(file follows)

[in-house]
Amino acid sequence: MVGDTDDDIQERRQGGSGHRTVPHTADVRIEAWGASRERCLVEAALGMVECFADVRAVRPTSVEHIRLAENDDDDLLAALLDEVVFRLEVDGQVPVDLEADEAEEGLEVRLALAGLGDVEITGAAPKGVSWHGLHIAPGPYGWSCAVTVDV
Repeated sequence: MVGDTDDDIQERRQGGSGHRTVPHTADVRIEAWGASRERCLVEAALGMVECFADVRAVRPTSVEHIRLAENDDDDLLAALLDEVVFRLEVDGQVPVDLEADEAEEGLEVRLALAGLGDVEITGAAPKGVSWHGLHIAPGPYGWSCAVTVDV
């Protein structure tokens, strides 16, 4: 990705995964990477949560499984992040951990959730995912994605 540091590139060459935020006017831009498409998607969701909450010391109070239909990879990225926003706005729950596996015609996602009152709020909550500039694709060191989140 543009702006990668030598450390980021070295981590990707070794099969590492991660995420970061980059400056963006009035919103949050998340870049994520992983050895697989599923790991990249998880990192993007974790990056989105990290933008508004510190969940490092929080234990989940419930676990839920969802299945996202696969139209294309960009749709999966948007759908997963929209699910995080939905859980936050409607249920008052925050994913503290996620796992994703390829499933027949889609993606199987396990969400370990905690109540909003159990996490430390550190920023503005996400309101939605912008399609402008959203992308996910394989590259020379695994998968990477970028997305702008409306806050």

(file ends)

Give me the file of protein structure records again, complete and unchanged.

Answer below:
[in-house]
Amino acid sequence: MVGDTDDDIQERRQGGSGHRTVPHTADVRIEAWGASRERCLVEAALGMVECFADVRAVRPTSVEHIRLAENDDDDLLAALLDEVVFRLEVDGQVPVDLEADEAEEGLEVRLALAGLGDVEITGAAPKGVSWHGLHIAPGPYGWSCAVTVDV
Repeated sequence: MVGDTDDDIQERRQGGSGHRTVPHTADVRIEAWGASRERCLVEAALGMVECFADVRAVRPTSVEHIRLAENDDDDLLAALLDEVVFRLEVDGQVPVDLEADEAEEGLEVRLALAGLGDVEITGAAPKGVSWHGLHIAPGPYGWSCAVTVDV
């Protein structure tokens, strides 16, 4: 990705995964990477949560499984992040951990959730995912994605 540091590139060459935020006017831009498409998607969701909450010391109070239909990879990225926003706005729950596996015609996602009152709020909550500039694709060191989140 543009702006990668030598450390980021070295981590990707070794099969590492991660995420970061980059400056963006009035919103949050998340870049994520992983050895697989599923790991990249998880990192993007974790990056989105990290933008508004510190969940490092929080234990989940419930676990839920969802299945996202696969139209294309960009749709999966948007759908997963929209699910995080939905859980936050409607249920008052925050994913503290996620796992994703390829499933027949889609993606199987396990969400370990905690109540909003159990996490430390550190920023503005996400309101939605912008399609402008959203992308996910394989590259020379695994998968990477970028997305702008409306806050």